Opinion

Opinion

Early Education Is a National Priority

By JOAN KAGAN

All of us in the broad field of early-childhood education and care were elated to hear our vital services underscored as a priority in President Obama’s State of the Union Address late last month.

As executive director of Square One, which has been providing these services since 1883, I believe the president’s remarks to a joint session of Congress shows us that our leaders are willing to spend political capital to acknowledge the value of investing in our young and vulnerable citizens.

The president stressed that child care is something that’s not merely good to have, but something that middle-class and low-income families must have. It is a message that Square One, together with our colleagues in the field, has been sharing for years, and we are ecstatic to know that the most powerful people in Washington have decided it is worthy of discussion on a national stage.

Universal child care is not a new idea. During World War II, the young men went off to war. Having women in the workforce was a national priority, and this country responded by providing universal child care. Today, in much the same way, enabling middle-class and low-income parents with young children to work and support their families has to become a national economic priority. Even as our economy continues to recover and grow stronger, families where both parents work are more prevalent than ever. And in the case of single-parent households, every parent in the family works.

A stronger economy has been good news for ‘Mary,’ who was overjoyed at finding her first professional job. Mary, who had been homeless and on welfare, first came to Square One as a participant in our Mom Squad program. This innovative model helps mothers who receive aid from the Department of Transitional Assistance engage in volunteer service at community agencies, including Square One. By performing a minimum of 30 hours per week of community service, participants can get voucher assistance to enroll their children in high-quality early-education and care programs.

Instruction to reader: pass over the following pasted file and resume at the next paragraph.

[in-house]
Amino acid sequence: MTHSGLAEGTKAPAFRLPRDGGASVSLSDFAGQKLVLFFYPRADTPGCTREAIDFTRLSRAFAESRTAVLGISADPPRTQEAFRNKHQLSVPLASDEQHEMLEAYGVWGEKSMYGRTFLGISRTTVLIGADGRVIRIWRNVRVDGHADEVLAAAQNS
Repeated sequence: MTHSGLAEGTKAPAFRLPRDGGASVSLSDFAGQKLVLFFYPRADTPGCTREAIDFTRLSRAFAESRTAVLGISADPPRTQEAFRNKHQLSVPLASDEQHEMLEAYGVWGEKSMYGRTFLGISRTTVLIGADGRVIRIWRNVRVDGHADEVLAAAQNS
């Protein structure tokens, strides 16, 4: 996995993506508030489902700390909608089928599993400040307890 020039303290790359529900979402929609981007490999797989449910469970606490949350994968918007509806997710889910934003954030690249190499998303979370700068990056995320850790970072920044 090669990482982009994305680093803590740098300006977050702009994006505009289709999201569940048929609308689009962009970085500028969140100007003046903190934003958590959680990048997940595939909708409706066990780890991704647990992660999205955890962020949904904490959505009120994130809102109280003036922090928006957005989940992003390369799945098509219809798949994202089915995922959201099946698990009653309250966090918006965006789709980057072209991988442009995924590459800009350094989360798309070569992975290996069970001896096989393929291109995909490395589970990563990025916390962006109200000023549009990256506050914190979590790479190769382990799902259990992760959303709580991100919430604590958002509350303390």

While Mom Squad members work without pay to gain on-the-job training in a supportive, nurturing environment, their child is cared for at Square One. It is a great model. However, there is a problem that arises when someone like Mary ‘graduates’ from the Mom Squad and applies the skills she learned to get a real job earning a decent wage. She lifted herself and her family out of homelessness and dependency on welfare. So what is the problem? Now that she has a job, she is no longer eligible for a child-care subsidy, and she needs child care in order to work. Mary has confided in her Square One social worker that, if she cannot find a child-care solution, she may end up back on welfare.

Quality child care for five days a week often costs more than a month’s rent. Over a year, quality child care can cost as much as it costs to attend community college. A quality early-education and care experience for our children is costly when quality is (and should be) maintained. Research-based materials, professional development for teachers, a stimulating learning environment supplemented with developmentally appropriate supplies, and activities to support a child’s early learning do not come cheap.

It is a labor-intensive industry, despite the fact that child-care workers are among the lowest-paid professionals nationwide. The cost of care is particularly difficult for low-income working parents, like Mary.

Access to affordable, high-quality early education and care is a national priority if we want to help more middle-class and low-income families get ahead or avoid welfare assistance, and if we value giving every child an opportunity to enter kindergarten ready to learn. In the president’s words, child care is no longer nice to have; it’s a must-have.

Joan Kagan is executive director of Springfield-based Square One; (413) 732-5183.

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